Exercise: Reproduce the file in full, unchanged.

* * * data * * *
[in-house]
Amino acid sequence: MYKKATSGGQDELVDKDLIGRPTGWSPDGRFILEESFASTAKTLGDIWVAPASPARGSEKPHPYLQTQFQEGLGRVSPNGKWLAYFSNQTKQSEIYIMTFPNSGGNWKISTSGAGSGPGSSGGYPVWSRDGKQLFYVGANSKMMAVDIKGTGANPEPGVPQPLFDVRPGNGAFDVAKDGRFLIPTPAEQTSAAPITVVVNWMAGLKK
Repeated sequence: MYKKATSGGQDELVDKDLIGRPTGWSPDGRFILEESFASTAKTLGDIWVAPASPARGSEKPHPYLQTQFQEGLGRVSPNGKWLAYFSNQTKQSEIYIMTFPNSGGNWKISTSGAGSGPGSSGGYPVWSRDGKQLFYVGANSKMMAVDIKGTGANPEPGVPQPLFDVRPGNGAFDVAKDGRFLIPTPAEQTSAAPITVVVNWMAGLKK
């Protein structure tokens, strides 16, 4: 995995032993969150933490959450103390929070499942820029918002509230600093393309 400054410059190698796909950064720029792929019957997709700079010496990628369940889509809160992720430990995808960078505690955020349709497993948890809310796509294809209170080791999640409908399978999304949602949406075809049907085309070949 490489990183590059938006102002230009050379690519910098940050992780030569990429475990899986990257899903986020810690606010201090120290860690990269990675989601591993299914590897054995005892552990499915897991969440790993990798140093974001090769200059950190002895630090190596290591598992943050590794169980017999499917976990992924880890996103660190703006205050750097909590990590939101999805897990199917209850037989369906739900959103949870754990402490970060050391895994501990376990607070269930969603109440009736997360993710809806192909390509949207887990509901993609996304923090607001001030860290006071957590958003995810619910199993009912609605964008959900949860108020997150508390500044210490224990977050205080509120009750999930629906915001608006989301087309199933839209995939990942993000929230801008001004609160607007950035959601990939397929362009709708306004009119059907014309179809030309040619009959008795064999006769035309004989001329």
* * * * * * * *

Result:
[in-house]
Amino acid sequence: MYKKATSGGQDELVDKDLIGRPTGWSPDGRFILEESFASTAKTLGDIWVAPASPARGSEKPHPYLQTQFQEGLGRVSPNGKWLAYFSNQTKQSEIYIMTFPNSGGNWKISTSGAGSGPGSSGGYPVWSRDGKQLFYVGANSKMMAVDIKGTGANPEPGVPQPLFDVRPGNGAFDVAKDGRFLIPTPAEQTSAAPITVVVNWMAGLKK
Repeated sequence: MYKKATSGGQDELVDKDLIGRPTGWSPDGRFILEESFASTAKTLGDIWVAPASPARGSEKPHPYLQTQFQEGLGRVSPNGKWLAYFSNQTKQSEIYIMTFPNSGGNWKISTSGAGSGPGSSGGYPVWSRDGKQLFYVGANSKMMAVDIKGTGANPEPGVPQPLFDVRPGNGAFDVAKDGRFLIPTPAEQTSAAPITVVVNWMAGLKK
């Protein structure tokens, strides 16, 4: 995995032993969150933490959450103390929070499942820029918002509230600093393309 400054410059190698796909950064720029792929019957997709700079010496990628369940889509809160992720430990995808960078505690955020349709497993948890809310796509294809209170080791999640409908399978999304949602949406075809049907085309070949 490489990183590059938006102002230009050379690519910098940050992780030569990429475990899986990257899903986020810690606010201090120290860690990269990675989601591993299914590897054995005892552990499915897991969440790993990798140093974001090769200059950190002895630090190596290591598992943050590794169980017999499917976990992924880890996103660190703006205050750097909590990590939101999805897990199917209850037989369906739900959103949870754990402490970060050391895994501990376990607070269930969603109440009736997360993710809806192909390509949207887990509901993609996304923090607001001030860290006071957590958003995810619910199993009912609605964008959900949860108020997150508390500044210490224990977050205080509120009750999930629906915001608006989301087309199933839209995939990942993000929230801008001004609160607007950035959601990939397929362009709708306004009119059907014309179809030309040619009959008795064999006769035309004989001329």